How to Choose Whole Foods for Your Pantry

Whole Foods Are Healthy

Foods to eat on a whole food diet will depend on your definition of whole food. For some people this means eating foods in their natural form, uncooked--which is known as a raw food diet. For others whole foods are interpreted to mean foods in their natural form plus foods that have not been overly processed and still contain natural nutrients and fiber. In the case of the second group, it's important to learn how to read labels.

Stocking Your Pantry With Whole Food Staples

No matter which approach you take to eating whole foods, it will require a restocking of your pantry. For this article, we'll focus on the whole food approach that includes cooked food.

When preparing to move to a diet including whole foods, it's a good idea to stock your shelves. It not only saves unplanned trips to the store, but also encourages you to stay on your healthy diet plan. Besides things like unrefined sea salt, pepper and other spices you'll use to flavor your food, other items to have on hand include:

  • Almonds
  • Braggs Apple Cider Vinegar (Cold Pressed with the mother in it)
  • Braggs Liquid Amino (Cold Pressed) - Makes a great salt substitute
  • Brown rice
  • Coconut Oil (Cold Pressed Virgin) - Used in cooking
  • Dates
  • Flax seed
  • Flax seed oil (Cold Pressed)
  • Garlic (fresh)
  • Lemons (fresh)
  • Olive oil (Pure Virgin Cold-pressed) - Used for to make salad dressing.
  • Raisins
  • Rice milk (or other milks such as almond milk or soy milk)
  • Seeds to sprout
  • Tahini (Raw)
  • Unrefined honey
  • Walnuts
  • Whole grain cereal
  • Whole grain pasta

Keeping these whole food ingredients on hand will make cooking and eating whole foods easier and the transition to your whole food diet tastier, too.

Benefits of Choosing a Whole Foods

In our culture today, most people don't begin to realize how much nutrition has been stripped away in foods that have been over-processed. For an example, look at white rice in comparison to brown rice:

Brown Rice Vs. White Rice

Brown rice and white rice actually start out from the same grain which has several layers. The outer layer, known as the hull, is removed leaving the edible portion-and what is known as brown rice. This process leaves the most nutritional value, and because the rest of the layers remain, it is a whole food. White rice takes this same grain and processes it further. The bran and germ layer are removed through milling, and then the grain in polished to give it the white look we've come to recognize as white rice. This polishing process removed the grain layer which houses the essential fats found in brown rice. This is done to extend the shelf life of the product. This refining process actually strips away:

  • 67 percent of vitamin B3
  • 80 percent of vitamin B1
  • 90 percent of vitamin B6
  • 60 percent of the iron
  • 50 percent of manganese
  • 50 percent of the phosphorous
  • Dietary fiber
  • Essential fatty acids

Then in an attempt to make the white rice nutritious, manufacturers enrich the white rice with man-made versions of some of the vitamins and nutrients that were stripped in the refining process. The problem is, that these substitutes don't really compare to the real thing and it leaves you with a high caloric food with almost no nutritional value. It doesn't really nourish the body.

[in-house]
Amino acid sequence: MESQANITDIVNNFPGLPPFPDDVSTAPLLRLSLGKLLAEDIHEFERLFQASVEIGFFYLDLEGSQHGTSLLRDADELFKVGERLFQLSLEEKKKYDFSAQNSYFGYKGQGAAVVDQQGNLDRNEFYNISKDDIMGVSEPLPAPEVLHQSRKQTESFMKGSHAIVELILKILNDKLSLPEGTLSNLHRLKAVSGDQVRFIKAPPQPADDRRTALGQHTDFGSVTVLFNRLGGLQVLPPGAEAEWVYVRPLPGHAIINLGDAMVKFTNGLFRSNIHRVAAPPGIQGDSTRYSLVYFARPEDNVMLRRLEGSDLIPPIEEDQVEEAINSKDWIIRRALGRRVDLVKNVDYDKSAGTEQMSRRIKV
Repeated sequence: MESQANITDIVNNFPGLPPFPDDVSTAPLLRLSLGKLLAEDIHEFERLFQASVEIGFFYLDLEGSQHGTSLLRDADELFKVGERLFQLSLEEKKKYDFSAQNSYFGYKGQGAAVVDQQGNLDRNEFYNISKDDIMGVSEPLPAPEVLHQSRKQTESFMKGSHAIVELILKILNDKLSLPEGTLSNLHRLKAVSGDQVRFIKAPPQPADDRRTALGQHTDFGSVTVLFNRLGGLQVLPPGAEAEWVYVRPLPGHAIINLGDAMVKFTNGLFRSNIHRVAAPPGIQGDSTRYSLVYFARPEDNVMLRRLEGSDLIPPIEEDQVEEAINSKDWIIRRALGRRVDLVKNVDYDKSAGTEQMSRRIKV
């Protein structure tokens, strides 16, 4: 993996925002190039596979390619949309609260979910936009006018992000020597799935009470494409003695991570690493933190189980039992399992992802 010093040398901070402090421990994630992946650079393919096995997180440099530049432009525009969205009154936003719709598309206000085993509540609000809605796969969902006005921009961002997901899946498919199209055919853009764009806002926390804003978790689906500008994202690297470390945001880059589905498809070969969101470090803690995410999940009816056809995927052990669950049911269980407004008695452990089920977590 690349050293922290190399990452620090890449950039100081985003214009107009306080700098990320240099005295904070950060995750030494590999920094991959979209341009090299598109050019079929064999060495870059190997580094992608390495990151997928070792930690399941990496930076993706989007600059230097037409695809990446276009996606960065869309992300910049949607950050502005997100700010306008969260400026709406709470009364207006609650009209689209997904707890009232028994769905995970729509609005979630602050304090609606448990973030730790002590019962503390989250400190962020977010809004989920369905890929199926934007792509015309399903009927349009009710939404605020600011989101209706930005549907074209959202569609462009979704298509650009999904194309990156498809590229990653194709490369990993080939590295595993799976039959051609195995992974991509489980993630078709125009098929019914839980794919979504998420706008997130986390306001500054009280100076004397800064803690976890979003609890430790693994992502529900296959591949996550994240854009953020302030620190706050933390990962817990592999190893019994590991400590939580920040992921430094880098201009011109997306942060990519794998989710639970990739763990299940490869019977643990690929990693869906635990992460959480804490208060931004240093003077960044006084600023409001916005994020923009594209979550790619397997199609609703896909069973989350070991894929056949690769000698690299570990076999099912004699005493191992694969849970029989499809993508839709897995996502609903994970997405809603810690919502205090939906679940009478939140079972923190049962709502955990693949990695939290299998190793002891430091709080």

The benefit of whole foods over refined foods is clear, but learning to identify whole foods takes a little looking into.

Reading Labels on a Whole Food Diet

Reading food labels is important when trying to include only whole foods in your diet. The simpler the ingredient list, the more likely it is a whole or less-refined food. Whole foods are foods kept close to their original form. Good rules of thumb to follow, if you can't pronounce it, or have never heard of it, steer clear of the product. To help identify whether or not to include foods in your pantry, avoid buying packaged foods with the following types of ingredients:

Ingredients to Avoid When Choosing Whole Foods
acesulfame potassium caprocaprylobehenin octa-esters of sucrose propyl gallate
ammonium chloride certified color hydrogenated fats propylparaben
artificial colors cyclamates disodium inosinate saccharin
artificial flavor cysteine irradiated food sodum aluminum phosphate
aspartame DATEM lactylated esters of mono-and diglyceride sodium aluminum sulfate
azodicarbonamide dimethylpolysiloxan methyl silicon sodium benzoate
benzoates dioctyl sodium sulfosuccinate methylparabe sodium bisulfit
benzoyl peroxid disodium calcium microparticularized whey protein sodium diacetate
BHA disodium dihydrogen monosodium glutamate sodium glutamate
BHT disodium guanylate natamyacin sodium nitrate/nitrite
bleached flour disodium inosinate nitrates/nitrites sodium propionate
bromated flour ethyl vanillin partially hydrogenated oil sodium sulfite
brominated vegetable oil ethylene oxide polydextrose sorbic acid
calcium bromate ethyoxyquin potassium benzoate sucralose
calcium disodium FD & C colors potassium bisulfite sucroglycerides
calcium peroxide foie gras potassium bromate sucrose polyester
calcium propionate disodium guanylate potassium metabisulfite sulfites
calcium saccharin hexa-esters of sucrose potassium sorbate tetrasodium EDTA
calcium sorbat hepta-esters of sucrose propionatee vanillin

Instead of the above, look for food ingredients that contain the word "whole" such as whole wheat, whole grains, etc. among the first ingredients. Other whole grain ingredients include brown rice, oats, and wheatberries. In order to be "whole" they need to contain all the parts of the grain. Many whole food products today bear the Whole Grain stamp which makes identifying the foods you want easier with just a glance.

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How to Choose Whole Foods for Your Pantry